Labour’s renationalisation proposals risk taking our railway backwards. Back to before the private sector, when we had one of the worst safety records in Europe, out-of-control running costs, and the detrimental Beeching cuts because politicians were mismanaging the system.

But did British Rail have one of the ‘worst safety records in Europe’, and ‘out-of-control running costs’? Were the Beeching cuts caused by politicians mismanaging the system?

[JB:] To go forward we need competition to unlock new technology, provide more customer-focused services, and reduce costs. The innovation required on rail to meet rapidly changing economic and social needs can only come from a properly functioning, competitive market, not the failed economics of nationalisation.

It’s time for honesty about the limitations of the current franchise model, and a full, independent look at promoting enterprise, competition and innovation in our railway and how it should be set up to deliver for everyone in Britain and for future generations to come. The country expects nothing less.

Sunday Telegraph, Jo Johnson MP favours competitive open access rail

Written by beleben

September 24, 2018 at 12:09 pm

Posted in Politics, Railways

Northern powerhouse rail and labour mobility

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[From Five facts about the Randstad and Rhine-Ruhr, with comparison to the Northern Powerhouse, Paul Swinney | Centre for Cities | 1 June 2016]

An argument often put forward about both the Randstad and Rhine-Ruhr is that their transport links allow people to live in one city but work in another, suggesting that there would be benefits for the North of England in strengthening transport links between cities. But the data suggests that people don’t use the transport links in this way.

The travel patterns across all three areas, appear to suggest that if a worker wants to live in a city, they will mostly choose to live in the city that they work within. Otherwise they will choose to live in the countryside surrounding the city they work in, rather than another city.

Centre for Cities, distribution of Greater Manchester High Skill Commuting

[Paul Swinney]

The speeds achieved by intercity rail connections between the cities of the Randstad and Rhine-Ruhr are not a great deal quicker than between cities in the Northern Powerhouse.

Written by beleben

September 21, 2018 at 2:35 pm

Posted in Leeds, Manchester, Railways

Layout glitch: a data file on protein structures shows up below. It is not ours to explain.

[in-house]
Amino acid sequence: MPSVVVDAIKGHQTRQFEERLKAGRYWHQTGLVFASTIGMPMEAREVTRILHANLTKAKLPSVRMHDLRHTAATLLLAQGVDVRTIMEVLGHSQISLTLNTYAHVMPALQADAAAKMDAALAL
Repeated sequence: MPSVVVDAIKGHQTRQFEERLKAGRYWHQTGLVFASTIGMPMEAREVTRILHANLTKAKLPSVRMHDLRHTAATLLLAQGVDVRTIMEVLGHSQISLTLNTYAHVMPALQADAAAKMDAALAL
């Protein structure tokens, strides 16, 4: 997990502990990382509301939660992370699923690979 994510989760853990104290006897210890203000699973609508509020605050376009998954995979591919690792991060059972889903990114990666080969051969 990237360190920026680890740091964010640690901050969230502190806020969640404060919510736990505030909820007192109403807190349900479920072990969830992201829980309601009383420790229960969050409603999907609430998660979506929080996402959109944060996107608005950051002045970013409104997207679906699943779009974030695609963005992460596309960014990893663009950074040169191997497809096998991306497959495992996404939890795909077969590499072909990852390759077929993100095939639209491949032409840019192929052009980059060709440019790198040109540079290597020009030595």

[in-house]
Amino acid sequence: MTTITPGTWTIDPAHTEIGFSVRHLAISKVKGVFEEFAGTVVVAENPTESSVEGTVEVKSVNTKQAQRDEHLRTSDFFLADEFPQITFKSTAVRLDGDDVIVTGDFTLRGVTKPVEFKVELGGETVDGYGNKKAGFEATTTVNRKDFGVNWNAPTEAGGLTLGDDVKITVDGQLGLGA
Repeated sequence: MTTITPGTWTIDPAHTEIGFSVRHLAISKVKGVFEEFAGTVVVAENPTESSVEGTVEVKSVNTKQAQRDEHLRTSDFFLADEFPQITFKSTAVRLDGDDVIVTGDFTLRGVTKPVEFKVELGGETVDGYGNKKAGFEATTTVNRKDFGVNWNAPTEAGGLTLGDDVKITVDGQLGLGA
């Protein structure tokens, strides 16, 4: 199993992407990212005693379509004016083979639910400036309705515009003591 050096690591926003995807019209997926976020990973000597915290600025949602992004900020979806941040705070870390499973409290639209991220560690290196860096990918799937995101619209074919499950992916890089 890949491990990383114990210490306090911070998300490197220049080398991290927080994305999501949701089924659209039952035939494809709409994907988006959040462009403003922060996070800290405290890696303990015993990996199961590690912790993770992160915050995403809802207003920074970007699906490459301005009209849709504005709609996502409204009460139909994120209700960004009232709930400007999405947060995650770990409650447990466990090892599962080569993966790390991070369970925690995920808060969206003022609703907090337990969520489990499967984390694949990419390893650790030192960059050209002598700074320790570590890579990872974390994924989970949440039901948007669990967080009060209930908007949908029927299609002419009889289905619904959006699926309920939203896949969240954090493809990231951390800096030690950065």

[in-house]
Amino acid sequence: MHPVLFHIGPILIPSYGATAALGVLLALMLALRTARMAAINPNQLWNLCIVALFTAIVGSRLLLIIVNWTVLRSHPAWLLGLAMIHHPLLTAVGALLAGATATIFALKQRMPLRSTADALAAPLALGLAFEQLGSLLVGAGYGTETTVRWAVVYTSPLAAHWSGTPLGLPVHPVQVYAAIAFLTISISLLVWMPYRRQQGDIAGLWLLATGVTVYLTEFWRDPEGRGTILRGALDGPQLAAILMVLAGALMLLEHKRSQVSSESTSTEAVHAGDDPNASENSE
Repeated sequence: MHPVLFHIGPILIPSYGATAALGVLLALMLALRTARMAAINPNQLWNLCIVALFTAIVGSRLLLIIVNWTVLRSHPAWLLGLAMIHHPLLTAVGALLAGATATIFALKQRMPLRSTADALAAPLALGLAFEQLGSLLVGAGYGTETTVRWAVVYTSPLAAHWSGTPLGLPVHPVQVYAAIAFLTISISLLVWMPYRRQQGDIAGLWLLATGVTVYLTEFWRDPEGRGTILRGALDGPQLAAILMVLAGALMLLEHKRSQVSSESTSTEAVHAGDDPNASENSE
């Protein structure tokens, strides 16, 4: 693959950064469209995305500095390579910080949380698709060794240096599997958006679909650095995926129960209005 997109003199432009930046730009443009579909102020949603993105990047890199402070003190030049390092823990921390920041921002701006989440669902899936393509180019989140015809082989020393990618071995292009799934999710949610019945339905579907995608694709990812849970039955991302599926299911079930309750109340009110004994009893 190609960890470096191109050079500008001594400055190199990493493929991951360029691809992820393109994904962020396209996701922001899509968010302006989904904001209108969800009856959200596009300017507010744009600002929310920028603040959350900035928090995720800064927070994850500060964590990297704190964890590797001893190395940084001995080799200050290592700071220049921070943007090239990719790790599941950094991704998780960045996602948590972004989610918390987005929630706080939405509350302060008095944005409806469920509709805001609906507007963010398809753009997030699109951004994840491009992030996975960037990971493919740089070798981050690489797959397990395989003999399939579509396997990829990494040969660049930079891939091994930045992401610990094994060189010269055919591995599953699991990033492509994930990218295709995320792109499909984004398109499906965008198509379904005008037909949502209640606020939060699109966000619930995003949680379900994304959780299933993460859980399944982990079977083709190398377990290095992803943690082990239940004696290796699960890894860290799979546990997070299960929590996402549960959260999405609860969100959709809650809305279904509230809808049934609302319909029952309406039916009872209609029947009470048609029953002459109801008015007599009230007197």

Island of lost goals

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On 10 September, the House of Commons transport committee questioned Network Rail chief executive Andrew Haines about ‘key challenges’ and ‘priorities for his tenure’.

For one of those ‘challenges’ — capacity on Manchester’s Castlefield corridor and the Ordsall chord — ‘experts’ said the creation of additional through platforms (15 and 16) at Piccadilly station was ‘vital’, the Manchester Evening News reported in February 2017.

But the month before, Network Rail’s then chief executive Mark Carne stated that construction of this additional island platform might not go ahead, even if government approval were given.

[Charlotte Cox, Manchester Evening News, 8 Feb 2017]

Mark Carne, chief executive at Network Rail, said they were looking at the ‘cost-benefit ratio’ [of the Manchester Piccadilly and Oxford Road Capacity Scheme], raising fears of a delay or cancellation.

Experts have said the expansion is vital to cope with extra trains on the Ordsall Chord, the £85m track connecting Piccadilly, Victoria and Oxford Road currently under construction.

According to recent freedom of information responses, neither Network Rail nor Transport for Greater Manchester hold any information about the monetised costs and benefits of platforms 15 and 16.

Network Rail information response about Manchester Piccadilly platforms 15 and 16, September 2018, page 1

Network Rail information response about Manchester Piccadilly platforms 15 and 16, September 2018, page 2

Network Rail information response about Manchester Piccadilly platforms 15 and 16, September 2018, page 3

Mr Haines’ responses to questions at the transport committee session on 10 September suggested that consideration was being given to ‘traffic management‘ and using different rolling stock, instead of ‘delivery’ of platforms 15 and 16.
Manchester Piccadilly platform 14, July 2014 (c) David Dixon (Creative Commons)

Written by beleben

September 18, 2018 at 4:25 pm

Posted in Manchester, Railways